“There are many benefits of using a surgical robot. It’s really about providing the best care and the procedure with the least amount of side effects as possible,” said Dr. Morgan Sheridan, a general and colorectal surgeon at ANMC. “For typical open surgeries, recovery is usually a week to 10 days. With the use of a robotic system, recovery is often reduced to 3-4 days, sometimes as little as two days. The patient’s pain is significantly less, which means they use less pain medications. Their chances of infection are drastically reduced. With a quicker recovery and shorter hospital stay, they get back home and to their lives much sooner.”
Health tips: ATV Safety
In Alaska, we use many types of transportation for all kinds of reasons and many of us rely on all-terrain vehicles (ATVs), or four-wheelers, to get from point A to point B. When traveling anywhere, anytime, everyone should wear a helmet – even if it’s a quick trip close to home.
Wearing a helmet when on an ATV is the best way protect your head and reduce the risk of a Traumatic Brain Injury (TBI). Adults can set a positive example for our youth by driving safely and always wearing a helmet.
Additionally, planning your TRIPSS* is a good way to reduce injuries while driving and operating your ATV:
- T – Training
Take a free online ATV training course to learn safety tips at https://atvsafety.org/.
- R – Ride Off-Road
When possible, ride on unpaved roads. The ATV’s tires are not made for paved or loose gravel roads – you could lose control.
- I – Impairment Danger
Never drive an ATV while impaired. This includes not driving under the influence of alcohol or other drugs.
- P – Plan Ahead
Before riding, plan your trip by looking for wire fencing, tree stumps and other dangers. Let someone know where you are going and when you’ll be back.
- S – Single Rider
Most ATVs are made for one rider. When possible, drive without passengers.
- S – Safety Equipment
Wear a helmet, boots, gloves, long pants and sleeves when riding your ATV.
For more information on ATV safety or to view our original blog post visit here.
Health tips: Boating Safety
During the summer months, our Alaska Native people will spend more time on the water – whether it’s on boats or shores, fishing or for recreation. However, every year, water related accidents and fatalities affect our Native community.
Stay safe: Preventing drowning and cold water immersion
Whether you’re traveling, hunting, or just having fun on the water, you can help protect everyone on your boat by following safe boating practices. Boat owners or operators are responsible for the safety of themselves and those in their boat.
Follow these safety tips this summer and whenever you’re on the water:
- Ensure the whole family has access to and uses flotation devices when near water
- Keep young children away from water unless supervised by an adult
- Always wear a life jacket when in an open boat or on an open deck, regardless of weather, boating experience or swimming ability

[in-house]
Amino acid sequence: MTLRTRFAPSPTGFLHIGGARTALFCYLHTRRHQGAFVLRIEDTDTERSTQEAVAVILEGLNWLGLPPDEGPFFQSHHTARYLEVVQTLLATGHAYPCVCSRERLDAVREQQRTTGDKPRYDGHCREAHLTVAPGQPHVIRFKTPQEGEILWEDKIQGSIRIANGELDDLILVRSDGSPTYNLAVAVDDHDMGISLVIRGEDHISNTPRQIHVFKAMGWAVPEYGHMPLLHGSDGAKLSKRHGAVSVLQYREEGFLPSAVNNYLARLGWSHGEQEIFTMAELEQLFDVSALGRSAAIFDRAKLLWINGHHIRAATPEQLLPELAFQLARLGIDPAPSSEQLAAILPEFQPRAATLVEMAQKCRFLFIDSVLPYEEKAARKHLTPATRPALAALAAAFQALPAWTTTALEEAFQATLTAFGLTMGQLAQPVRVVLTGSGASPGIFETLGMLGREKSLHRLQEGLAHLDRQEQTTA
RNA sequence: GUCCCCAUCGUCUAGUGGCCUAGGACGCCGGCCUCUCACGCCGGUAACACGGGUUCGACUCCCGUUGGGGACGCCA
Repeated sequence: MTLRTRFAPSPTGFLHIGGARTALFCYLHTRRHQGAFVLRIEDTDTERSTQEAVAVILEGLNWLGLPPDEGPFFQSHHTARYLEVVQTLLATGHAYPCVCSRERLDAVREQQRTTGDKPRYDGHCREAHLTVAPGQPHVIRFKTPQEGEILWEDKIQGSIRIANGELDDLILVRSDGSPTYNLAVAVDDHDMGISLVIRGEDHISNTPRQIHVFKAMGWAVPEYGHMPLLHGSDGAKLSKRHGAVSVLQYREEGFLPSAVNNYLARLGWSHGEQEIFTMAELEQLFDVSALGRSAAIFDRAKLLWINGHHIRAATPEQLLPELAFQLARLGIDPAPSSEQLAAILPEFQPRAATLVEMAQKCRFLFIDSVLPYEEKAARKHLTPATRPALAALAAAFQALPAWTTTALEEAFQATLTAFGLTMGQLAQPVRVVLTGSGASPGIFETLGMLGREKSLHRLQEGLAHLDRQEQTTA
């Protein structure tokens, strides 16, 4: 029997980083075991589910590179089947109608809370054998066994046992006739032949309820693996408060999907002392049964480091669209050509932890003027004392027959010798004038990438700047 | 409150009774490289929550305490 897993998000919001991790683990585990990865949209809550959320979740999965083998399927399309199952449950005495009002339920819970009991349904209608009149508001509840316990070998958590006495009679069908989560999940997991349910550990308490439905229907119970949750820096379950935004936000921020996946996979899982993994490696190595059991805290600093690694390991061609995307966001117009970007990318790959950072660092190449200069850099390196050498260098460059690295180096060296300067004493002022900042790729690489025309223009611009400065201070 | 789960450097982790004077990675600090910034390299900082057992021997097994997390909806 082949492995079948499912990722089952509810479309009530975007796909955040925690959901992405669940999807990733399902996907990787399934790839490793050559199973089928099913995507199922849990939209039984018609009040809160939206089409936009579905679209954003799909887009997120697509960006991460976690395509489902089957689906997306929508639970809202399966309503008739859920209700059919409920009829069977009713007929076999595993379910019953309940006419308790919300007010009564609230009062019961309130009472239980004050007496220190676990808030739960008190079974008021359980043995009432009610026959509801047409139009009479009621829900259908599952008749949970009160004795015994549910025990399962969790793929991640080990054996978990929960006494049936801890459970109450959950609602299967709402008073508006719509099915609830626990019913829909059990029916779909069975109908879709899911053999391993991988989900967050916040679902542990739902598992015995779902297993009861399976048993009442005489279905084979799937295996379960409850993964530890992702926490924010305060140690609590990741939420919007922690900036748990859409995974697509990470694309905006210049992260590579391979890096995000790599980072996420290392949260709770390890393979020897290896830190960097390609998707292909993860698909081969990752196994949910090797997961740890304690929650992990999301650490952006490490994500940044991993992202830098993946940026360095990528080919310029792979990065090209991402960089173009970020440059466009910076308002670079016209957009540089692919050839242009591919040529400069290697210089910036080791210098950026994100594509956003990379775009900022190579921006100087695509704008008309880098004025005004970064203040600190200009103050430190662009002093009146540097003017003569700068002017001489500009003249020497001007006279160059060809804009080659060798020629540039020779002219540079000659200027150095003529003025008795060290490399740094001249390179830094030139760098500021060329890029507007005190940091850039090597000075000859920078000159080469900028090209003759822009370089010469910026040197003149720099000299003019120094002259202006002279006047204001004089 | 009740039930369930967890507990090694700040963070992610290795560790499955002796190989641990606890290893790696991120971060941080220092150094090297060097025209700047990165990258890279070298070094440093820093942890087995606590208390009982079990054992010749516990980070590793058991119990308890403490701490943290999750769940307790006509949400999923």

- Attach the engine cut-off device when underway, especially when boating solo
- When boating, carry an emergency signaling device to notify rescuers, such as a whistle or GPS.
- Equip boats with at least one means of re-boarding (e.g. swim step, ladder, foot sling)
- If boating, file a plan so someone knows where you are and when you are expected back
- Have your family members attend a water safety class such as those provided by AMSEA or the Alaska Office of Boating Safety
For more information on boating safety or to view our original blog post visit here
May is Mental Health Awareness Month
Wellness includes having a positive purpose in life, satisfying work, play, joyful relationships, a healthy body, living environment, and happiness. To honor May as Mental Health Awareness Month, the Alaska Native Tribal Health Consortium will promote wellness activities to improve both mental and physical health!
Starting Monday, May 3, these activities will be located on ANTHC’s website at https://anthc.org/mentalhealthawareness/ along with a digital activity toolkit. Be sure to follow ANTHC on Facebook and Instagram to join in and recognize Mental Health Awareness Month.
Recipe: Bok choy with moose stir-fry
Healthy eating and food security are important building blocks of health. The Consortium helps promote the knowledge and use of traditional foods and traditional ways that support Alaska Native health. Check out this recipe from our healthy cookbook titled Foods Alaskans Love:
“I had my first-ever gardening experience over the summer of 2014. I was surprised by how easy it is to grow the Asian vegetable Bok Choy in Bethel, Alaska, where I live. This fast-growing, cool weather-loving vegetable has tender green leaves and crispy green petioles. Mild mustard flavor, juicy crisp texture, easy to grow, harvest and prepare”. — Submitted by Zhi Tai Hastie